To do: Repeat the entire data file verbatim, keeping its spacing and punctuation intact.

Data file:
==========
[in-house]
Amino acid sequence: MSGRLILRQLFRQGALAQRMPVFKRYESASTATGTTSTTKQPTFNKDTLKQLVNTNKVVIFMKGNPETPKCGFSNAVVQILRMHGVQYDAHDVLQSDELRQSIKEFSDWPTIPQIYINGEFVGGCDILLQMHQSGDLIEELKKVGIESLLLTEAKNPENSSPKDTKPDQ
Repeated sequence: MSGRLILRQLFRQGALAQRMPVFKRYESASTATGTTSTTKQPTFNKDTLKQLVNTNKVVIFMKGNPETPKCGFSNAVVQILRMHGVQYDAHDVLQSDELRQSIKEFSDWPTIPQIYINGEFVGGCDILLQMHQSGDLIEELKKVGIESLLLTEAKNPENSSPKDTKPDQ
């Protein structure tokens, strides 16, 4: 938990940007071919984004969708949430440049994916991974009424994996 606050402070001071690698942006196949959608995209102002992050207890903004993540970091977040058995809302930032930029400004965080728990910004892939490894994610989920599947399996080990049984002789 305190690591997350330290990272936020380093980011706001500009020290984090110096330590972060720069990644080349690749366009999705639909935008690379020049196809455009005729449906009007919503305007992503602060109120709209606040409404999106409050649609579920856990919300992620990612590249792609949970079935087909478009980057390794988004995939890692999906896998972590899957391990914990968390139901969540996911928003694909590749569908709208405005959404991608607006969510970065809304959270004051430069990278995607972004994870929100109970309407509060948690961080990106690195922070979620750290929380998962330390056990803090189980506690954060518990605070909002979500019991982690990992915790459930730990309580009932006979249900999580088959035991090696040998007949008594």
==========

[in-house]
Amino acid sequence: MSGRLILRQLFRQGALAQRMPVFKRYESASTATGTTSTTKQPTFNKDTLKQLVNTNKVVIFMKGNPETPKCGFSNAVVQILRMHGVQYDAHDVLQSDELRQSIKEFSDWPTIPQIYINGEFVGGCDILLQMHQSGDLIEELKKVGIESLLLTEAKNPENSSPKDTKPDQ
Repeated sequence: MSGRLILRQLFRQGALAQRMPVFKRYESASTATGTTSTTKQPTFNKDTLKQLVNTNKVVIFMKGNPETPKCGFSNAVVQILRMHGVQYDAHDVLQSDELRQSIKEFSDWPTIPQIYINGEFVGGCDILLQMHQSGDLIEELKKVGIESLLLTEAKNPENSSPKDTKPDQ
């Protein structure tokens, strides 16, 4: 938990940007071919984004969708949430440049994916991974009424994996 606050402070001071690698942006196949959608995209102002992050207890903004993540970091977040058995809302930032930029400004965080728990910004892939490894994610989920599947399996080990049984002789 305190690591997350330290990272936020380093980011706001500009020290984090110096330590972060720069990644080349690749366009999705639909935008690379020049196809455009005729449906009007919503305007992503602060109120709209606040409404999106409050649609579920856990919300992620990612590249792609949970079935087909478009980057390794988004995939890692999906896998972590899957391990914990968390139901969540996911928003694909590749569908709208405005959404991608607006969510970065809304959270004051430069990278995607972004994870929100109970309407509060948690961080990106690195922070979620750290929380998962330390056990803090189980506690954060518990605070909002979500019991982690990992915790459930730990309580009932006979249900999580088959035991090696040998007949008594």